Subsistence

The past two weeks were mostly spent drinking bad tea. Aside from one or two chances to drink decent tea, the rest of it was consumed by travel, last minute planning, etc, and had no time to drink much that’s good. Much black was consumed, and in between, some aged oolongs and some other random teas I had with me. Drinking my way across little teashops was an interesting experience, because talking to some of the owners or shopkeepers, you really get a sense of what people actually order. For example, talking to a person who works at Coffee Bean and Tea Leaf, I found out that aside from a few people, the vast majority simply order what’s on the “simple” tea menu, which is not surprising, but the end result is that the “better” teas are often not very fresh, and in the case of the Assam which I wanted, was adulterated with the smell of some other herbal stuff and thus brewed a cup that had a strong hint of peach or some other fruit. The people who work there have no clue what an Assam is supposed to taste like (ditto Darjeeling), so they really have no way of telling if anything’s wrong with the tea.

I think it is safe to say that despite the hulabaloo about tea becoming more popular, etc, the “tea” that is really becoming popular is the “RICH IN ANTIOXIDANTS! SLIMMING TEA!!” variety. People drink tea for the perceived health benefits, and unfortunately are probably drinking low grade, pesticide soaked leaves, instead of what might actually be good for them. The few stores I went to that sells decent teas also show the other kind of tea that is popular with your average tea crowd — the “Vanilla butterscotch mint cinnamon rooibus” kind. One store, called Lupicia, has a wonderful looking store with very nice packaging, and basically every flavour you can find under the sun. I think one out of every twenty of their teas was actually unflavoured, and if you are willing to shell out $1 for two grams of tea, you can buy some ok looking Taiwanese oolong, overpriced, to say the least.

What I feel is very much lacking in all this is any sort of real education going on. You can’t fault somebody for selling tea — they have to make a living, after all. It doesn’t mean that we should just leave it at that. I feel that there is often no effort being made to try to show the average consumer what a wonderful drink tea is. It’s not a spiritual thing, it’s not Eastern mysticism, it’s not some hollowed age old tradition — on the most fundamental level, tea is simply a beverage to be consumed and appreciated. Nothing is wrong with flavoured teas, mind you (I drink my occasional Earl Grey), but so much more is out there. Unfortunately, they are either not available, or marketed as some rare, exotic, Oriental, mysterious, or even sacred, with the attendant price tag that goes along with such labels. I am continually amazed at the kind of markup some people get away with simply with a nice back story and pretty salesgirls (or boys, or website). The “Monkey Picked” stuff comes to mind…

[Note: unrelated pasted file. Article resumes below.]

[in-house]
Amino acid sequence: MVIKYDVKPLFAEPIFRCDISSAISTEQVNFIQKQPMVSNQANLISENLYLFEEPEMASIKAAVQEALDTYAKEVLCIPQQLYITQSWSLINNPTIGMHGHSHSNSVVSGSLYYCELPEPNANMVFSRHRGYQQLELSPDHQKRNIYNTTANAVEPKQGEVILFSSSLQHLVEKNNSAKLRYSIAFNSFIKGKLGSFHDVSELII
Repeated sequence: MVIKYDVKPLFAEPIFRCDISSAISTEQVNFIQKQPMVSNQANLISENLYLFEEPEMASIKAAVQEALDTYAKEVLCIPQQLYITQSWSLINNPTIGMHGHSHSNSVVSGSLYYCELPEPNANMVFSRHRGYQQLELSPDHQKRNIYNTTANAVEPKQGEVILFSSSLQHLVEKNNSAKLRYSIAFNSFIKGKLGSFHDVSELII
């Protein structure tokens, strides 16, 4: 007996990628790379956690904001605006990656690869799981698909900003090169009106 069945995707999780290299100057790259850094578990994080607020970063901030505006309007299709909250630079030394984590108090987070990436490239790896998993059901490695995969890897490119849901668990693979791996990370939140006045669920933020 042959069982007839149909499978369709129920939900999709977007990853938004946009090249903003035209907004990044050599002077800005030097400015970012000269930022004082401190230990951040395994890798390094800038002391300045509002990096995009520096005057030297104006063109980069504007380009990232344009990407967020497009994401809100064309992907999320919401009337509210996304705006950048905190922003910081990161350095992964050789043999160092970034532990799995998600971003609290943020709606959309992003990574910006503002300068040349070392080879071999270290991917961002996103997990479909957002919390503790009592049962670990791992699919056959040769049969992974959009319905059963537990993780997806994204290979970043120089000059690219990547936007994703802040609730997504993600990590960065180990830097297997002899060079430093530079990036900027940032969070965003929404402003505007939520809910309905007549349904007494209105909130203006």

Anyway, I’m rambling, so I’m obviously too sleepy to write anything more that’s coherent. Maybe to be continued.


Comments

Subsistence — 1 Comment

  1. Depressing, yet true. Again, one can only hope “tea education” in this country will progress over time. However, I will point out that even among finer “purer” teas a significant barrier to finding a quality tea is the complete lack of a labeling and grading standard. The terms ancient tree, big mountain, wild arbor, etc are meaningless these days, while “vanilla butterscotch mint cinnamon rooibus” is parsable and predictable by someone with little experience in the tea industry.

    Btw, I’ve had discussions with other “tea aficionados” who believed there actually are or were tea-picking monkeys…

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